Construction on the Transcontinental Railroad began on January 8, 1863 in Sacramento, when workers for the Central Pacific Railroad first broke ground for the track. Eleven months later, their counterparts in the Midwest—workers for the Union Pacific Railroad—began breaking ground in Omaha.

Racing to meet in the middle, they completed the project in 1869. With brute manpower, engineering savvy—and little in the way of heavy equipment—they conquered some of the nation’s most daunting terrain. The work included grading steep mountain faces, building bridges across vast canyons and blasting tunnels through solid granite.

It was widely viewed as an American triumph—the railroad vastly expanded America’s economy as it opened up opportunity in the American West. But there was also a dark side to the historic national project. The railroad was completed by the sweat and muscle of exploited labor, it wiped out populations of buffalo, which had been essential to Indigenous communities, and it extended over land that had been unlawfully seized from tribal nations. 

READ MORE: 10 Ways the Transcontinental Railroad Changed America

Chinese Workers Dominated the Workforce

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Chinese laborers at work with pick and shovel wheelbarrows and one-horse dump carts filling in under a trestle built in 1865 as part of the transcontinental railroad. 

While the transcontinental Railroad enjoyed wide support—from President Abraham Lincoln, Congress and business leaders and investors—finding enough workers among America’s white laboring class to undertake the grueling and hazardous work proved challenging. Many Irish immigrants and other white laborers who moved west chose instead to pursue farming or mining.

In January 1865, Central Pacific published an ad seeking 5,000 railroad workers. Several hundred white workers responded, according to historians Gordon H. Chang and Shelley Fisher Fishkin in their book The Chinese and the Iron Road: Building the Transcontinental Railroad, but the job required many more hands. So railroad companies began recruiting abroad, focusing particularly on China.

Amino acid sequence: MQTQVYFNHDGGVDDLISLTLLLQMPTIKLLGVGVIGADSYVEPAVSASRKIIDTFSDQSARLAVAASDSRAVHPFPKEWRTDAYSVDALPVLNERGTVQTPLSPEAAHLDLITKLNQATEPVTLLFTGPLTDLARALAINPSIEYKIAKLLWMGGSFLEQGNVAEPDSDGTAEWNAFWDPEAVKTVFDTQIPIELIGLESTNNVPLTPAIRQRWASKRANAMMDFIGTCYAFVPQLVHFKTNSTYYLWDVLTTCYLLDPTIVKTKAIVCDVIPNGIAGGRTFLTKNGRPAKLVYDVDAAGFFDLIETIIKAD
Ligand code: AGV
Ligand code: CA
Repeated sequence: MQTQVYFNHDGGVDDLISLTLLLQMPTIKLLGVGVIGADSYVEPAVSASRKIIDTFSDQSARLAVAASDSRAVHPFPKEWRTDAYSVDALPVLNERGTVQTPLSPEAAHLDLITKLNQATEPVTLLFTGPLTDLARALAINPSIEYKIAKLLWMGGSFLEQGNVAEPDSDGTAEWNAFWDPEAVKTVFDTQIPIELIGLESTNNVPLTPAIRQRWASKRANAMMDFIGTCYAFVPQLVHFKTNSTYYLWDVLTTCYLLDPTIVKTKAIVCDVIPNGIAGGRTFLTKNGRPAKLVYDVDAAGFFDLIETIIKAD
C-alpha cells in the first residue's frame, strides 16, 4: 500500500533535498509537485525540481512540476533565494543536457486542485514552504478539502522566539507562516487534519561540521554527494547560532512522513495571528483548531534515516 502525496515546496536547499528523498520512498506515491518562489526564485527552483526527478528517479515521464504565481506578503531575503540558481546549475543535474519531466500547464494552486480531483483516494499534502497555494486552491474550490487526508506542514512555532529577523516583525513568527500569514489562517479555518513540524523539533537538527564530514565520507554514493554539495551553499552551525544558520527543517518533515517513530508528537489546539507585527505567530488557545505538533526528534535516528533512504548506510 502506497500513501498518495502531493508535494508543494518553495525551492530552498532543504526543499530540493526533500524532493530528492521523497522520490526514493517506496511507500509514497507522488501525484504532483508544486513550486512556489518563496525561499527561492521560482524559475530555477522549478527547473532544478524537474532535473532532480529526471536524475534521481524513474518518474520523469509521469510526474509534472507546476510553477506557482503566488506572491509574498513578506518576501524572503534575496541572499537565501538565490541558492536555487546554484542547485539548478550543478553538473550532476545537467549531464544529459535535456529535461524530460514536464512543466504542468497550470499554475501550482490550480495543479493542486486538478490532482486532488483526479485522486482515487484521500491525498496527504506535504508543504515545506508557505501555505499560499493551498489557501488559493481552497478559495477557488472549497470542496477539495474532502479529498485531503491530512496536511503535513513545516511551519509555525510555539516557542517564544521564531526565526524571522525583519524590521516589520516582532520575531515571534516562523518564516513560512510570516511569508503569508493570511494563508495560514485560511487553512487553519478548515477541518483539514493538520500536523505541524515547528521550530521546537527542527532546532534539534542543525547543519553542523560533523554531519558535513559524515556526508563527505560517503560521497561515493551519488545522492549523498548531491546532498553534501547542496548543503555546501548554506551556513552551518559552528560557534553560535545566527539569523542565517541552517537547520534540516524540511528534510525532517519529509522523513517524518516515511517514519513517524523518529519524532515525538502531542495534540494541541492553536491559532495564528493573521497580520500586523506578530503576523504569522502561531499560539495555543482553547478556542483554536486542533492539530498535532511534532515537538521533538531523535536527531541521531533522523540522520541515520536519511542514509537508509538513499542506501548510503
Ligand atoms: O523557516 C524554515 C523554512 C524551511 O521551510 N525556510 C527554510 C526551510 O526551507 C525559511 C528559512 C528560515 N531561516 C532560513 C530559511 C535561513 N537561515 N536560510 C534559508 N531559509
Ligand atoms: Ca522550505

The first Chinese railroad workers (a team of 21 men) arrived in the United States in 1864; ultimately, it’s estimated that some 20,000 Chinese laborers participated in the project, making up the majority of the workforce. Most came from China’s southern Guangdong province, fleeing their country’s Opium Wars. They were joined in the effort by African Americans, Irishmen and smaller numbers of Native Americans and Mormons (now referred to as members of the Church of Jesus Christ of Latter-day Saints).

The treatment and working conditions of each group varied widely. According to researchers at Stanford University’s Chinese Railroad Workers in North America Project, Chinese laborers earned between half and two-thirds of what Euro-American laborers did, and had to pay for their food. In the summer of 1867, thousands of Chinese workers organized the largest labor stoppage in America up to that date to demand both equal pay and better working conditions. Railroad bosses ultimately broke the strike by withholding food rations and threatening violence, and the workers’ demands were denied. But their pushback showed that the Chinese were not docile laborers unwilling to fight for their rights. “They learned that the Chinese could not be taken for granted,” Stanford University’s Hilton Obenzinger told NBC News.